Going from buying fancy coffee to roasting your own coffee is insanely easy. I wrote about it in the last post, and with very little (money and time), you can be your own roaster.
You could roast on your grill, in the oven, on the stove in a cast iron pan… The whole process can be very raw and earthy – fire, bean, water… As for my own roasting craze, I’m not even sure if it was my idea or if Steve planted it in my head. I’m not even sure if I started with the popcorn air popper or the stovetop whirly popper. But I did have them both at the same time. I killed the air popper in a few roasts… After about a year, the gears on the whirly popper give out, and I have to make good on their lifetime warranty. I’m on my 3rd lid. Now, with a friend’s generous investment, I have a Behmor 1600+. It’s basically an expensive toaster oven for coffee.
I began with the popcorn popper and green beans from Sweet Maria’s. Sweet Maria’s sells new roaster kits and all the instructions, tips, and tricks you could want.
Every coffee and roast can be different. The average coffee drinker lives in the dark roasts. But seriously, a light to medium, freshly roasted coffee is where it’s at.
Things I’ve learned:
- Coffee expands but loses weight while roasting. So, 8oz green = about 6.5oz roasted.
- Coffee doesn’t taste good right after you roast it. It doesn’t even smell like coffee. It takes at least 3 days before it’s at its most awesome.
- When roasting, coffee “cracks”. Like when you’re popping popcorn, you get really distinct snaps. Once those first snaps end (“first crack”), you have drinkable coffee, and hopefully a light roast.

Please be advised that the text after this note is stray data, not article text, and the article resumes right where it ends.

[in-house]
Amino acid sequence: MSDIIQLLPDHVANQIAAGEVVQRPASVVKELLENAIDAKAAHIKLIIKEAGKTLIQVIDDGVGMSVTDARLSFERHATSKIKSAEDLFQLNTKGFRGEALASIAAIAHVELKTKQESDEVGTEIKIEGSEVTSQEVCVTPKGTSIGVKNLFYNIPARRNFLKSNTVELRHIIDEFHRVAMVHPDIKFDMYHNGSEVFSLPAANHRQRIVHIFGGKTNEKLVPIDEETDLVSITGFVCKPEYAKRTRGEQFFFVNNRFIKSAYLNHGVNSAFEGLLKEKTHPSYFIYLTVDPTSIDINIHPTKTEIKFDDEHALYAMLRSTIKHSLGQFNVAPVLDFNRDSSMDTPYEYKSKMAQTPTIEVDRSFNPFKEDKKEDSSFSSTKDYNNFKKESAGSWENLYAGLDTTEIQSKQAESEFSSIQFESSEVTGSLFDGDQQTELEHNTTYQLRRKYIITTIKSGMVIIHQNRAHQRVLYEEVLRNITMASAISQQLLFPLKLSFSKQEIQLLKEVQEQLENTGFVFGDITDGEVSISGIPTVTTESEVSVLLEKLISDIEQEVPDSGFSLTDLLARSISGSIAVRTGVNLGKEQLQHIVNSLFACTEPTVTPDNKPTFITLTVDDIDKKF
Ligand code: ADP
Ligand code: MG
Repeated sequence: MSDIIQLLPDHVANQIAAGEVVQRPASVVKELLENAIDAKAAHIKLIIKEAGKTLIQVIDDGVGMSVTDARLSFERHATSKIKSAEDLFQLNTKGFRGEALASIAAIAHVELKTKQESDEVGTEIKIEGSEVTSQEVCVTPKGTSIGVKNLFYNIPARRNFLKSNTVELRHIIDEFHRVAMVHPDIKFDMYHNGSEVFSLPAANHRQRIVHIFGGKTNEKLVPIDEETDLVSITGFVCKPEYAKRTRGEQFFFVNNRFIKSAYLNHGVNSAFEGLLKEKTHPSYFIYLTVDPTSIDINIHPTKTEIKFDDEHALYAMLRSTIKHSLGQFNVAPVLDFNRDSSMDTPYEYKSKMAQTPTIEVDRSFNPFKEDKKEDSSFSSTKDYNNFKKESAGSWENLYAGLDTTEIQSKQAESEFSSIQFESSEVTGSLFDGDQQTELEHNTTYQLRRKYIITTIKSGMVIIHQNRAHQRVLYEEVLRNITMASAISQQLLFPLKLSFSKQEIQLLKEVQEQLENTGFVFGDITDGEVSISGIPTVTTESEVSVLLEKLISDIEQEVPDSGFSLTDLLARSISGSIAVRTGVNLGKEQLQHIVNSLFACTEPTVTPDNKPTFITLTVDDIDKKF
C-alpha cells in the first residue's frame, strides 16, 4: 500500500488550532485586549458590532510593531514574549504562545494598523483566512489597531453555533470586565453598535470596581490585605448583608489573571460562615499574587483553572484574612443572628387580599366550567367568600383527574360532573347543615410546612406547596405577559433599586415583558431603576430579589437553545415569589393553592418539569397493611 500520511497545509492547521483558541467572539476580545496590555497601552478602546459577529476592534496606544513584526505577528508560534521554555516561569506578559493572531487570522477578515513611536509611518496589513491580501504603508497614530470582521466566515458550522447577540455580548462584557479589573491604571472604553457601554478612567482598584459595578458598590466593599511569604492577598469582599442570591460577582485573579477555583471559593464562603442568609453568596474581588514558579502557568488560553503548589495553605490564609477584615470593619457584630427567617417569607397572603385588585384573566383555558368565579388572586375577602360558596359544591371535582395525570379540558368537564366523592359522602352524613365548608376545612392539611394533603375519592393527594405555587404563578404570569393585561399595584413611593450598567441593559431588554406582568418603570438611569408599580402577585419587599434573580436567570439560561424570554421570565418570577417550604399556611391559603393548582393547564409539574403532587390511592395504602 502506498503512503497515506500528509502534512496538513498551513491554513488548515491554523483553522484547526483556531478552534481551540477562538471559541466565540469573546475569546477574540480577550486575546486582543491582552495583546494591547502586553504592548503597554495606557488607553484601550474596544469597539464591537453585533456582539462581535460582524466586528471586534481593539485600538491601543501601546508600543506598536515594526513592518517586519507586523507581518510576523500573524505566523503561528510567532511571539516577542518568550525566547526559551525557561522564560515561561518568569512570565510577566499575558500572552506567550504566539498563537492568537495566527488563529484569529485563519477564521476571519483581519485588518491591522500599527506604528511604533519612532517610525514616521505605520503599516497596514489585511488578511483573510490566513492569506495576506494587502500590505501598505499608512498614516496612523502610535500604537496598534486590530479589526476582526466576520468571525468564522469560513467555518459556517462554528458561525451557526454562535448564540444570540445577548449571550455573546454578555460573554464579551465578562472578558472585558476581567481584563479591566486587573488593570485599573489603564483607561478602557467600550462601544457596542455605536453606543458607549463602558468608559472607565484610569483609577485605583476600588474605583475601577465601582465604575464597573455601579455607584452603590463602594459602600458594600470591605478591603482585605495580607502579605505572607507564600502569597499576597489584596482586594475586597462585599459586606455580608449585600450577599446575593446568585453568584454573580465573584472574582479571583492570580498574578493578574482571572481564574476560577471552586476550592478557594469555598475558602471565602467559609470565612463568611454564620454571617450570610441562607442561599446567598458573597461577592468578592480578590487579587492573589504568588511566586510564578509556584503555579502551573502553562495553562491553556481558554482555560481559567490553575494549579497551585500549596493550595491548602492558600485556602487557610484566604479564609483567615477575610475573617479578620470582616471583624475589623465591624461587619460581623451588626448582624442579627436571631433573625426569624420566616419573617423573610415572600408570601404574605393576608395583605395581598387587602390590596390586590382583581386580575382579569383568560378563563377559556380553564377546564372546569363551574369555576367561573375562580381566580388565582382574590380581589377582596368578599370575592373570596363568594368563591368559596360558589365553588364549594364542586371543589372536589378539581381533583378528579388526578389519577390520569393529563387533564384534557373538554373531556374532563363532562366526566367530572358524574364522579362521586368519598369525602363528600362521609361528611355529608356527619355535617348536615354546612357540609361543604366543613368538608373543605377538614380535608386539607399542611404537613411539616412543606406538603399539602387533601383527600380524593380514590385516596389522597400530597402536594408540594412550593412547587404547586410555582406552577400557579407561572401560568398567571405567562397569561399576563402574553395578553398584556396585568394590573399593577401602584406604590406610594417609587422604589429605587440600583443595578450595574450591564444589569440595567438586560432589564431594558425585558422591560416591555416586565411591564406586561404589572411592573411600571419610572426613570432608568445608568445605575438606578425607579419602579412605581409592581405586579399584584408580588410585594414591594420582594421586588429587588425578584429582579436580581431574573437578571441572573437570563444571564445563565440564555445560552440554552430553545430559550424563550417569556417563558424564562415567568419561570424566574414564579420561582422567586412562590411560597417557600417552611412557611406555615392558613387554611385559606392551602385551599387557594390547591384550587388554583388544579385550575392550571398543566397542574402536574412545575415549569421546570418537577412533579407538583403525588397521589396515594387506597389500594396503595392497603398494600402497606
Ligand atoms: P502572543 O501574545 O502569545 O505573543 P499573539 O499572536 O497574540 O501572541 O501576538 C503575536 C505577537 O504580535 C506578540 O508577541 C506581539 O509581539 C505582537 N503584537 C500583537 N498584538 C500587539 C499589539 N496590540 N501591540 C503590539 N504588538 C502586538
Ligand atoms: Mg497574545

- It also cracks again, called “second crack.” This is where your bean is like crackling like it’s on fire. That’s where the dark roasts begin and end. If you get through 2nd crack, you’re beans are basically ash.
- Second crack is also where all those oily beans come from. If your beans are oily, they went into 2nd crack.
- Espresso is mostly just a way of brewing, not a bean. Any bean (and roast) can be espresso, but certain beans (and blends of beans) and roasts make better espresso.
- Country, altitude, processing, bean type, infusion, roast, water, brew method, filter, and on and on are all variables in a delicious cup.
To roast a batch of coffee, 8oz, takes anywhere from 10-20 minutes. I know my stove, and I know my Whirly, and I know my thermometer. I aim for finishing first crack and no second crack.
Over 20 batches in, and I’m still working out all the options on the Behmor – the variables and precision is amazing. So, for every bean I get, I can try something different.
Now, I’m selling coffee with the intention of breaking even enough to buy and try more. It is quite the hobby. If you want any, just leave a comment!